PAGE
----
“There will be some adjustments to that,” he said in an interview on Bloomberg Television’s “The Pulse” with Andrea Catherwood today. “It’s not possible to entirely predict the exact numbers. But we feel that we’re really coming to the end of the process now and we’re not very far away.”
Ireland has already pumped 22.9 billion euros into Anglo Irish, which was nationalized in January 2009. The government this week said it would split the bank in two and gave the financial regulator until next month to determine the final cost. Standard & Poor’s last month said the cost may eventually rise to 35 billion euros, a figure the bank has disputed.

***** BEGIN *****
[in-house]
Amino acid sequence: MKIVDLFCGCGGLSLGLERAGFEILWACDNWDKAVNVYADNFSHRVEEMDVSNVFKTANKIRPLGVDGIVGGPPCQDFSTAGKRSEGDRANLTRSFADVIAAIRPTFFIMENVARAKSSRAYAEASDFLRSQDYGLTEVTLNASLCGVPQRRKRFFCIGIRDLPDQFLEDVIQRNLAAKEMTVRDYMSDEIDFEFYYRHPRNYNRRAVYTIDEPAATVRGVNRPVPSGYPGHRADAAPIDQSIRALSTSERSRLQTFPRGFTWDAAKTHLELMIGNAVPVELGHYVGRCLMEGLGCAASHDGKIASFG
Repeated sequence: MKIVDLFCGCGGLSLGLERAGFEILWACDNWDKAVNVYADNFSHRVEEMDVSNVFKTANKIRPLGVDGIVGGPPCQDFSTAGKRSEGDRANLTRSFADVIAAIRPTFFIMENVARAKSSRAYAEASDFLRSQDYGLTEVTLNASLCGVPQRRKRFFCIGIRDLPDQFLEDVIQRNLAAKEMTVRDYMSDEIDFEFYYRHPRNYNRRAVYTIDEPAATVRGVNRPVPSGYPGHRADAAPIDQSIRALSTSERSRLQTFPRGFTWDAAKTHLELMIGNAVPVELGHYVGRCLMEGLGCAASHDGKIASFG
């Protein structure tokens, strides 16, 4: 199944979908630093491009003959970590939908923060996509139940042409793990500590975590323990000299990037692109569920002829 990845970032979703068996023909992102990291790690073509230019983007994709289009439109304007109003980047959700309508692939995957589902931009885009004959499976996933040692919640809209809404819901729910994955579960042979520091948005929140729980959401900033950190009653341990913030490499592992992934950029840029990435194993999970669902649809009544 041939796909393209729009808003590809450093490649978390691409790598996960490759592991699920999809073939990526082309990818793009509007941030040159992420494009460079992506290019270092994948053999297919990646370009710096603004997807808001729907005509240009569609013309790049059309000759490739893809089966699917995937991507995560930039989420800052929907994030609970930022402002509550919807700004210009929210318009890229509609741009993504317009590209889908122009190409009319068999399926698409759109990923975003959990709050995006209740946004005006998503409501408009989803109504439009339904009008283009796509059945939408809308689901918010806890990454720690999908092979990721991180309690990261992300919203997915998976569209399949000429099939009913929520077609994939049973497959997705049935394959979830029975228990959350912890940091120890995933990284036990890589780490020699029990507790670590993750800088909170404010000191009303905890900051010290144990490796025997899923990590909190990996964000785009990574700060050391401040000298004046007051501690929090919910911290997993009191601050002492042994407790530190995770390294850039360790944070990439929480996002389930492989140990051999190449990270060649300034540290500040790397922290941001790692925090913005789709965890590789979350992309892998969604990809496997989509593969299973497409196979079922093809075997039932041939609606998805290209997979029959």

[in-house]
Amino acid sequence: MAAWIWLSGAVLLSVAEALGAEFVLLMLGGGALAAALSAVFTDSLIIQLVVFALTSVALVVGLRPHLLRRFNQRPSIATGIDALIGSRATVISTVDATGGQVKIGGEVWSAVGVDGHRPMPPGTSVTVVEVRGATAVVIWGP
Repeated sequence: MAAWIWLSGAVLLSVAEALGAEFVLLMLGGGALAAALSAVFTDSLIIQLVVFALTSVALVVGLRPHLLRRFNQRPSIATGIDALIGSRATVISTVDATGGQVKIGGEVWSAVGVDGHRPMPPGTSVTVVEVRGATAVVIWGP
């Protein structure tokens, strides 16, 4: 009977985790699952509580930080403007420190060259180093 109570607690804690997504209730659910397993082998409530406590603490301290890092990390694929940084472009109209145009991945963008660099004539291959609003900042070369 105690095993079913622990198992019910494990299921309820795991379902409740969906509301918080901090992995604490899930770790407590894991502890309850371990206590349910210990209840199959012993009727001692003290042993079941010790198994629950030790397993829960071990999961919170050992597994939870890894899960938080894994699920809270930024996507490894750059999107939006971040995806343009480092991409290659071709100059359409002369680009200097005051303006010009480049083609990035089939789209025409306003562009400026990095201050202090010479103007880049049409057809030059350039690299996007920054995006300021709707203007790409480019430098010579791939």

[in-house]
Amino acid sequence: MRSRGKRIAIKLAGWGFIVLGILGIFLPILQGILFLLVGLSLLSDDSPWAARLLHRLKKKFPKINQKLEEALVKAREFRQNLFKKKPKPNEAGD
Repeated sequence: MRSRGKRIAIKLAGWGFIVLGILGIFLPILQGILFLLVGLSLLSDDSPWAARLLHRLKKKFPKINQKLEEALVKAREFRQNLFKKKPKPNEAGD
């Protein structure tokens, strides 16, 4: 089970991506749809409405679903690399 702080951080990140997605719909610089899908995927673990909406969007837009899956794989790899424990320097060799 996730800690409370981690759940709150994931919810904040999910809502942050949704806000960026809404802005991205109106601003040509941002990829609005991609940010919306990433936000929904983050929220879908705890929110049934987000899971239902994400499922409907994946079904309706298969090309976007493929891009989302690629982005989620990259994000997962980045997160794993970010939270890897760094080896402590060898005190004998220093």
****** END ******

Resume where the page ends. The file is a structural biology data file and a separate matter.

Aynsley said Anglo Irish “can’t really reconcile” its bailout-cost estimate with the S&P figure.
“We suspect they’re really using some pretty severe stress scenarios on an overall basis to come up with them,” he said.
The government plan will see the creation of a so-called good bank that will retain the lender’s deposits, and an asset- recovery bank, which will run down its loans over time.
Anglo Irish Chief Financial Officer Maarten van Eden said in an interview hours before the bank-split announcement that the lender had been experiencing “material” outflows of deposits amid uncertainty over its future. Aynsley said today the rate may be easing.
“Since the end of the first half we had a pretty volatile time in global markets,” he said. “We’ve seen some outflows but we think it’s starting to settle down which is pretty encouraging.”